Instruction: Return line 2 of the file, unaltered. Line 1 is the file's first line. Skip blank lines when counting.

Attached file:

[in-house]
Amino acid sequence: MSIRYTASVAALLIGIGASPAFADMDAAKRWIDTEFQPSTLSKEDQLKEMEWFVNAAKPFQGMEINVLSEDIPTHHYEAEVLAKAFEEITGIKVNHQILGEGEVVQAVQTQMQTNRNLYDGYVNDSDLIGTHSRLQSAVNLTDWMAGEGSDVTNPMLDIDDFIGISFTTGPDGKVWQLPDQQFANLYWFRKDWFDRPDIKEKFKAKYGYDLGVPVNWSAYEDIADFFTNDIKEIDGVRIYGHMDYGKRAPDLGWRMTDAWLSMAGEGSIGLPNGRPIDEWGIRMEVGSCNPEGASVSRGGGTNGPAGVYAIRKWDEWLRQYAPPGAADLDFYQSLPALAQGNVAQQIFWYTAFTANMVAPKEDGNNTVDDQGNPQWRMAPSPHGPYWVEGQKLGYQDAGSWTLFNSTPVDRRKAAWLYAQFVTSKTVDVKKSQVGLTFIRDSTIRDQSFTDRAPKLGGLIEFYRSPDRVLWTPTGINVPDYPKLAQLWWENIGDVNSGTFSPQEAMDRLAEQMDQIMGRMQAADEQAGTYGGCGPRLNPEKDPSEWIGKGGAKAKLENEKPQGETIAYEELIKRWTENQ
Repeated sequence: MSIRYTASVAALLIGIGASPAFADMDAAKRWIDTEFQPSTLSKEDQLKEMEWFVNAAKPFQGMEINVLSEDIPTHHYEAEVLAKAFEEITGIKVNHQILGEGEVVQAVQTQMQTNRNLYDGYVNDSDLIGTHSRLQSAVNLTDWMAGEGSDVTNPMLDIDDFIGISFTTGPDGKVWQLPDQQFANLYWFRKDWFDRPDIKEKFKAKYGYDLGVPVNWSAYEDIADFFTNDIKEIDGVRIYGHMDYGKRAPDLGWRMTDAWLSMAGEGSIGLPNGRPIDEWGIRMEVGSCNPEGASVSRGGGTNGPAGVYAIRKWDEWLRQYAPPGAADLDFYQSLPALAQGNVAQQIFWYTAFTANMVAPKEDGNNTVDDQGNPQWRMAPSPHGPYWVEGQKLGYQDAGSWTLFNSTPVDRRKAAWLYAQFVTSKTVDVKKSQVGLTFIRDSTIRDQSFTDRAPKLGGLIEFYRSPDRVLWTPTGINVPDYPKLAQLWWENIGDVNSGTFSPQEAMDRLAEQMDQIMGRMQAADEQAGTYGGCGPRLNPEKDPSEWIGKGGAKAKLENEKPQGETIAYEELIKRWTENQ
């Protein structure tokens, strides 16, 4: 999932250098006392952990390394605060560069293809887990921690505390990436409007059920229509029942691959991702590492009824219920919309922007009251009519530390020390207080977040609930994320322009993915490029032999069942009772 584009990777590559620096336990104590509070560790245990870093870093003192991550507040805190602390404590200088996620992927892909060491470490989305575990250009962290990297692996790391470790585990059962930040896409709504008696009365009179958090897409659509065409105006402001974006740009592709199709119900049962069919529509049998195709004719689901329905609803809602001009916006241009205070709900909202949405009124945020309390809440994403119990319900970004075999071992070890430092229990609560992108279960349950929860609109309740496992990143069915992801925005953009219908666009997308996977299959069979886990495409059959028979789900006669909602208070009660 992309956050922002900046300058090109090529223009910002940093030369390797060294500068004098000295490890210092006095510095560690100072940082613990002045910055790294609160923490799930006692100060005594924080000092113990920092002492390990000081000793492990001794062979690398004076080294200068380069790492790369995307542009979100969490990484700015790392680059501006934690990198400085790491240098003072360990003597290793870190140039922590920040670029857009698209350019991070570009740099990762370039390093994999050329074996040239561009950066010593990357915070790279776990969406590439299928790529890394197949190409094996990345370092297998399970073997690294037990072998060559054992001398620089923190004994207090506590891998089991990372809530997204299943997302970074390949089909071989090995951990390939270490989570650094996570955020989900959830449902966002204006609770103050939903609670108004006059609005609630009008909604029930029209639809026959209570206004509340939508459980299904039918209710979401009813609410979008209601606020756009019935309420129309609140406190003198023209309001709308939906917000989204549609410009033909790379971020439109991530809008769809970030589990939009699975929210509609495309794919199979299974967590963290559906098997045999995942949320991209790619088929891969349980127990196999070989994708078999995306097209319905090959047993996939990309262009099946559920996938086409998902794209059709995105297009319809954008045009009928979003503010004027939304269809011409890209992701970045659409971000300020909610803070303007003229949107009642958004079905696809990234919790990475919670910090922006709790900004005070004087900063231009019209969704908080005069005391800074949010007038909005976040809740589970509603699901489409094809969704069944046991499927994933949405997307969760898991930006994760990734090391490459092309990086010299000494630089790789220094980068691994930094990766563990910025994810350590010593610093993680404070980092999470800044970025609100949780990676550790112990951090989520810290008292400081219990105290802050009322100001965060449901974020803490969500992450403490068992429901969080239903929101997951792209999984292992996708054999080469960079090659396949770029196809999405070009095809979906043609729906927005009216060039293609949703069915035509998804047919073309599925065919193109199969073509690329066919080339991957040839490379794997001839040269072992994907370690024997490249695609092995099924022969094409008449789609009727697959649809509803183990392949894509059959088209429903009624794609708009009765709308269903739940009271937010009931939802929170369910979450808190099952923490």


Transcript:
Amino acid sequence: MSIRYTASVAALLIGIGASPAFADMDAAKRWIDTEFQPSTLSKEDQLKEMEWFVNAAKPFQGMEINVLSEDIPTHHYEAEVLAKAFEEITGIKVNHQILGEGEVVQAVQTQMQTNRNLYDGYVNDSDLIGTHSRLQSAVNLTDWMAGEGSDVTNPMLDIDDFIGISFTTGPDGKVWQLPDQQFANLYWFRKDWFDRPDIKEKFKAKYGYDLGVPVNWSAYEDIADFFTNDIKEIDGVRIYGHMDYGKRAPDLGWRMTDAWLSMAGEGSIGLPNGRPIDEWGIRMEVGSCNPEGASVSRGGGTNGPAGVYAIRKWDEWLRQYAPPGAADLDFYQSLPALAQGNVAQQIFWYTAFTANMVAPKEDGNNTVDDQGNPQWRMAPSPHGPYWVEGQKLGYQDAGSWTLFNSTPVDRRKAAWLYAQFVTSKTVDVKKSQVGLTFIRDSTIRDQSFTDRAPKLGGLIEFYRSPDRVLWTPTGINVPDYPKLAQLWWENIGDVNSGTFSPQEAMDRLAEQMDQIMGRMQAADEQAGTYGGCGPRLNPEKDPSEWIGKGGAKAKLENEKPQGETIAYEELIKRWTENQ